Just a few figures to round up what More Than Mountains have been getting up to in the last couple of months!
1 x new pair of crampons purchased.
2 x visits to the Ice Factor in Kinlochleven.
3 x ascents of the ZigZags on Gearr Aonach in Glen Coe.
4 x days of teaching winter skills courses in the Cairngorms.
5 x pitches of snow and ice climbing on North Buttress on Buchaille Etive Mor.
6 x days teaching winter mountaineering courses on Ben Nevis.
7 x pairs of gloves used most days.
Following on from the last blog about winter mountaineering clothing, this short article will outline some of the gear I take with me.
A good helmet is vital in winter and I will often end up wearing one for most of the day, particularly if it is windy. It is worth finding one that you can comfortably wear a hat or balaclava underneath and is compatible with the hood of your outer shell jacket.
You can get away with a simpler harness in winter as all the extra clothing negates the need for padding on the waist belt. A ‘nappy’ style harness can easily be put on standing up whilst wearing crampons or skis which makes for a good choice.
An all round pair of twelve point crampons will do for almost all eventualities without getting too specialist. It is worth taking the time to make sure they fit your boots well. It is also vitally important that they are fitted with anti-balling plates to prevent snow buliding up undnerneath your boots as you walk.
Ice axes come in all shapes and sizes. It is worth trying some out before you buy as the grip and swing of an axe comes down to personal preference. In general, tools should be about 50cm in length as this is practical for most uses.
Dry-treated ropes are an essential in winter and most people prefer to use a double rope system to protect the climb and allow for longer abseils.
A standard rack of climbing equipment comprising nuts, hexes and cams is usually enough backed up with a few ice screws and maybe pitons depending on the route. Lots of slings and some spare abseil ‘tat’ always come in handy.
In my rucksack I will always carry a first aid kit, group shelter, head torch and spare map!
This weekend the Kendal Mountain Film Festival is taking place. It is a hugely popular event with films and lectures happening at various venues within the town. The Guardian has put together a collection of trailers to some of the films you can see at the festival.
I’ve been using and abusing kit ice climbing and winter mountaineering for a good few years now in Scotland on courses and for play. In the build up to the new season I have been compiling a list of what works really well for me.
Rucksack – The POD Thin Ice at 45 litres is big enough to take all my winter climbing kit for a day and yet still weighs under 1kg! I prefer a simple sack with a floating lid and compact waist belt and the Thin Ice fits the bill perfectly. On ‘go faster’ days I have been using the Osprey Mutant 28 which is a great day sack, again with all the right features.
Boots – Since first trying on the Scarpa Phantoms they have proved to be the perfect boot for ice climbing in Scotland throughout the winter months. They are one of the most comfortable boots I have ever worn and keep my feet warm and dry in all conditions. The La Sportiva Nepal are also a great mountaineering boot for when the going kets tough.
Socks – I wear merino socks every day – enough said!
Base layers – I usually wear merino baselayers and if it’s cold I will layer a technical hoody over the top. The new Mountain Equipment Eclipse hoody looks like it is going to be an awesome bit of kit that will be on my Christmas list this year.
Mid layer – The Patagonia R2 jacket is one of my favourite mid layer pieces. Another option would be a thin synthetic layer or something like the Rab Vapour-rise top.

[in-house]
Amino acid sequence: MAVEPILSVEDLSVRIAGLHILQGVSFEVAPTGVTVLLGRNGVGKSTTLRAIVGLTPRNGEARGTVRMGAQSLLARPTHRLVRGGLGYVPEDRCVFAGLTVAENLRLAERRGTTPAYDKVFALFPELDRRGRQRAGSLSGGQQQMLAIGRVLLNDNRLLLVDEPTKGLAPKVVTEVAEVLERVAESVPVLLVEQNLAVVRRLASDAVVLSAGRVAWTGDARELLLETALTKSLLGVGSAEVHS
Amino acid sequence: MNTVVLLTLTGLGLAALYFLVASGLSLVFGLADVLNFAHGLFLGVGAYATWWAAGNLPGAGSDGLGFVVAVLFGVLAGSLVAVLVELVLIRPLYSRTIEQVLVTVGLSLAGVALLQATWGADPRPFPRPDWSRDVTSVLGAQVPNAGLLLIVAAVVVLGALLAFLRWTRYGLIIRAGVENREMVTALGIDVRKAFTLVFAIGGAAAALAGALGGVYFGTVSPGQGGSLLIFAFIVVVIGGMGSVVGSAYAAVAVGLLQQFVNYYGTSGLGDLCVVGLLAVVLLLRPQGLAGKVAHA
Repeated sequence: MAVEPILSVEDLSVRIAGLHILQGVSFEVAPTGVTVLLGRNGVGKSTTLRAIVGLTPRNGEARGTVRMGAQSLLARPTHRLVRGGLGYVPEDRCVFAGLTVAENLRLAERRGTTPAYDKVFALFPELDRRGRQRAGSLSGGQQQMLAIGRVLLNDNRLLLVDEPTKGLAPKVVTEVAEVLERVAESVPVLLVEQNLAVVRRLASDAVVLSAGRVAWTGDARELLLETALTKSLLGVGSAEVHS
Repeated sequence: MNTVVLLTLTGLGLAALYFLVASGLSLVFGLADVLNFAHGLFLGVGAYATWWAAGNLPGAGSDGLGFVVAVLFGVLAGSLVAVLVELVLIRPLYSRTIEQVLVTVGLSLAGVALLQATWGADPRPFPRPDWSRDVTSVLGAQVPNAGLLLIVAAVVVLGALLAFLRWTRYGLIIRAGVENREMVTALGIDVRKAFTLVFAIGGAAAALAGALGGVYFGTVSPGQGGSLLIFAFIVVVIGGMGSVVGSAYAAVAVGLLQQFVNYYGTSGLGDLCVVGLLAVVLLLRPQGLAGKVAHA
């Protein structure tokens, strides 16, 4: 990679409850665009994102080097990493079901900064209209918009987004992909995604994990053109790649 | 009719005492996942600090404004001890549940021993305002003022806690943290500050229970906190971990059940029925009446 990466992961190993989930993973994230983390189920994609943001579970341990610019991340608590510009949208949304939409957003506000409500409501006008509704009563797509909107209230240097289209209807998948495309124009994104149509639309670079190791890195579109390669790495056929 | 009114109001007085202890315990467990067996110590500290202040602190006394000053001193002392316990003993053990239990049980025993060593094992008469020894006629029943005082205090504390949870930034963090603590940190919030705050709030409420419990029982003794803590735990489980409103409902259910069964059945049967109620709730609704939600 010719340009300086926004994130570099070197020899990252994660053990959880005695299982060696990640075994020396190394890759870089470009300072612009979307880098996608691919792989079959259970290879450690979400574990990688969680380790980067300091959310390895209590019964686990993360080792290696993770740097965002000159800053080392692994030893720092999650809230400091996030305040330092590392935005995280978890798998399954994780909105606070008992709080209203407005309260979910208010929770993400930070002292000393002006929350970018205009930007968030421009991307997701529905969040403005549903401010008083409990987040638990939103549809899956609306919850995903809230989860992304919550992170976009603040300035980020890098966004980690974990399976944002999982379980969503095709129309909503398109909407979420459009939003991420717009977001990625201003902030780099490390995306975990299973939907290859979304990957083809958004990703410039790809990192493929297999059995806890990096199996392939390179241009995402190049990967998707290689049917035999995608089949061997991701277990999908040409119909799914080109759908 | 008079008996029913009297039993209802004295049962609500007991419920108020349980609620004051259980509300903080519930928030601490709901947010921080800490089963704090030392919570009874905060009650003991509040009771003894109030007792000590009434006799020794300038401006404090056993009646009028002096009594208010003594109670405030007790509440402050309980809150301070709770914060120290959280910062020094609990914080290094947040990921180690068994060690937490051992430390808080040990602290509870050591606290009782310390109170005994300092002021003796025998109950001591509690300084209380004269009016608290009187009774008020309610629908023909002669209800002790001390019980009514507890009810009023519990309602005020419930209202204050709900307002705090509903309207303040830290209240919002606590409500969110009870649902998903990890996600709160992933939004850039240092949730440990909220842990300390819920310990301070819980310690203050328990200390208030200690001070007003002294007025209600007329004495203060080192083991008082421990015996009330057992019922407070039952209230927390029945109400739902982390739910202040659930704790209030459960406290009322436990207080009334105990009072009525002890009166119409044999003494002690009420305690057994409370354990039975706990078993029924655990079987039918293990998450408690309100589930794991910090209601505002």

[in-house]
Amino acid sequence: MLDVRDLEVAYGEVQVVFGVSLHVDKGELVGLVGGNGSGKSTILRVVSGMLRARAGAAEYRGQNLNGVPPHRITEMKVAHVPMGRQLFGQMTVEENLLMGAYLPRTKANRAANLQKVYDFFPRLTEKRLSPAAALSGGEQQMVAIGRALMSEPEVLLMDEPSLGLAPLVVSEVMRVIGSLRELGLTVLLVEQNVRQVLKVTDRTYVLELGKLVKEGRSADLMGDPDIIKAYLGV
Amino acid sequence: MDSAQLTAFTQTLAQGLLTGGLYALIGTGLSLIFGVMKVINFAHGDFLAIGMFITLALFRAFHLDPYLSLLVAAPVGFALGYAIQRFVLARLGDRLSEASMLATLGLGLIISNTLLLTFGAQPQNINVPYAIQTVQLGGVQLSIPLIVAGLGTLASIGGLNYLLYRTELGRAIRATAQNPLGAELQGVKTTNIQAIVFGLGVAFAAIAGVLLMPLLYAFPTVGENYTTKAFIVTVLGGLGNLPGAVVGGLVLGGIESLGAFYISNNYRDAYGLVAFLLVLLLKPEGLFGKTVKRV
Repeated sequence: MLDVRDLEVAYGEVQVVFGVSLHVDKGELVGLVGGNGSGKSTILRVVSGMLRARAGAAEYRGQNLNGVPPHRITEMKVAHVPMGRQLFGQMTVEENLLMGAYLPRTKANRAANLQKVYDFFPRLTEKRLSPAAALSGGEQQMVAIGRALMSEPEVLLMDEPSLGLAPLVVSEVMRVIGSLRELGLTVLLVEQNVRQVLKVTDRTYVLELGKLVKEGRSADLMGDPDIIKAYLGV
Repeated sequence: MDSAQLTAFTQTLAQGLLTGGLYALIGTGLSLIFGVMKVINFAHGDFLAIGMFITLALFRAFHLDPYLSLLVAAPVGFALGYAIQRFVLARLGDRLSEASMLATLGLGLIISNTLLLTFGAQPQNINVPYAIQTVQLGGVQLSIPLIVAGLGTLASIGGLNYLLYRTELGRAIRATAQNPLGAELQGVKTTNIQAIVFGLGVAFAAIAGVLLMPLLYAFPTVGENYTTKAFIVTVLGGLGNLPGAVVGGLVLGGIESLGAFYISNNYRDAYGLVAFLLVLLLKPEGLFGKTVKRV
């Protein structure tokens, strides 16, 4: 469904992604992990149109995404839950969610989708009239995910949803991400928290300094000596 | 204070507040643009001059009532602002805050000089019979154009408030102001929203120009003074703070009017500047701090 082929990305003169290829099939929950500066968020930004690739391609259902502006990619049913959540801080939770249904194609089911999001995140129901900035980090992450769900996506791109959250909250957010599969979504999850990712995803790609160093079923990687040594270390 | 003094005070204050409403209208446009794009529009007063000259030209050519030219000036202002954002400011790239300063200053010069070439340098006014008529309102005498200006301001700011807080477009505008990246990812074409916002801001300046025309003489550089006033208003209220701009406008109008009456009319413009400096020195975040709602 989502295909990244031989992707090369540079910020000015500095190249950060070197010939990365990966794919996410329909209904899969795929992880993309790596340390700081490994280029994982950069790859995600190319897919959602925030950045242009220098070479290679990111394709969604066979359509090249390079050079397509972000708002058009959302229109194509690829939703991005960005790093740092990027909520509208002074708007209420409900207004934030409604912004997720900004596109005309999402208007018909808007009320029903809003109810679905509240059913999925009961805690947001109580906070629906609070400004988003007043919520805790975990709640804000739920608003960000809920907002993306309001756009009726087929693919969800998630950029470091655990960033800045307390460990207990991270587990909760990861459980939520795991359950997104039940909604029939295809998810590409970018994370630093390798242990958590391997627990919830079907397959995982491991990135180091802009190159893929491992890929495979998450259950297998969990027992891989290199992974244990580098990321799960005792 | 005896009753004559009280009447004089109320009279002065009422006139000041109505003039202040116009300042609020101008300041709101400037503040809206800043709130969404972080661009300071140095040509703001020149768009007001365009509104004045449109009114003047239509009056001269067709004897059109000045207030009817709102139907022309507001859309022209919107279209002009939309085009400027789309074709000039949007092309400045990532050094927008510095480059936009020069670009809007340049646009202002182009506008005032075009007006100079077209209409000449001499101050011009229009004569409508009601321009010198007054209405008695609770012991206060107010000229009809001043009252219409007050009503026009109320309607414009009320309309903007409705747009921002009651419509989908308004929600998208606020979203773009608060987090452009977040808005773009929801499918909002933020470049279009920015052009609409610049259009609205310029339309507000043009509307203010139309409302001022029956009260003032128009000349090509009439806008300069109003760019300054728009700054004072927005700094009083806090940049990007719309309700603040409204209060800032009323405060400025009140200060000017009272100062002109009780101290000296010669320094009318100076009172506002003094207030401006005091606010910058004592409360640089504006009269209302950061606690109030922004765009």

Shell layer – Depending on the conditions I choose between a softshell, ‘event’ hardshell or more often than not a Paramo jacket which covers all eventualities.
Legs – Paramo Aspira Salopettes have proved themselves to be one of the best winter legwear options in all conditions. If it’s cold I will add longjohns underneath them.
Booster layer – A warm synthetic jacket such as the Mountain Equipment Fitzroy is great to throw on over the top of your other layers for lunch breaks or on cold belays during a climb. I would avoid down as it can soon wet-out.
Gloves – Lots are required to get you through a typical Scottish winter mountaineering day. I start with a thin fleece glove for the walk in. Windstopper works really well as a fabric for gloves. If I am ice climbing I will change to something thicker with a leather palm for dexterity and grip. The Black Diamond Punisher has been a great glove over the last few seasons. I always have a pair of warm mittens in my rucksack as a back up.
That’s about it for clothing. In the next blog I will list more of the technical climbing kit I use throughout the winter.
Rock climbing can give you a new challenge in life such as helping to overcome a fear of heights. Learning the techniques required to get you to the top can open up many new adventures along the way. Employing the services of a fully qualified mountaineering instructor will ensure that you safely learn the correct techniques to enjoy rock climbing for yourself. You may alternatively want to relax and be guided up some of the classic rock climbs to be found in the Lake District, Snowdonia or further afield.
Scrambling is often seen as the next step on from hill walking. Exploring rocky ridges and steeper buttresses can offer a new way to get to the top of your favourite mountains. If you are new to scrambling it may be worth considering a mountaineering instructor to help show you the way and introduce simple rope work and techniques to keep you safe on more exposed sections. The Mountain Instructor Award is the minimum qualification allowed to take people on graded scrambles where the use of a rope may be required in the UK.
If you want to improve your navigation skills, a mountaineering instructor will be able to coach you in taking a compass bearing and following it accurately using pacing and timing to find where you want to get to!
So next time you are planning a new adventure in the hills it might be time to hire the skills of a qualified mountaineering instructor to help you discover new places or learn the skills to get more from the mountains in your own time.
The British Mountaineering Council have produced this video to help explain what someone who holds the Mountain Instructor Award has to offer.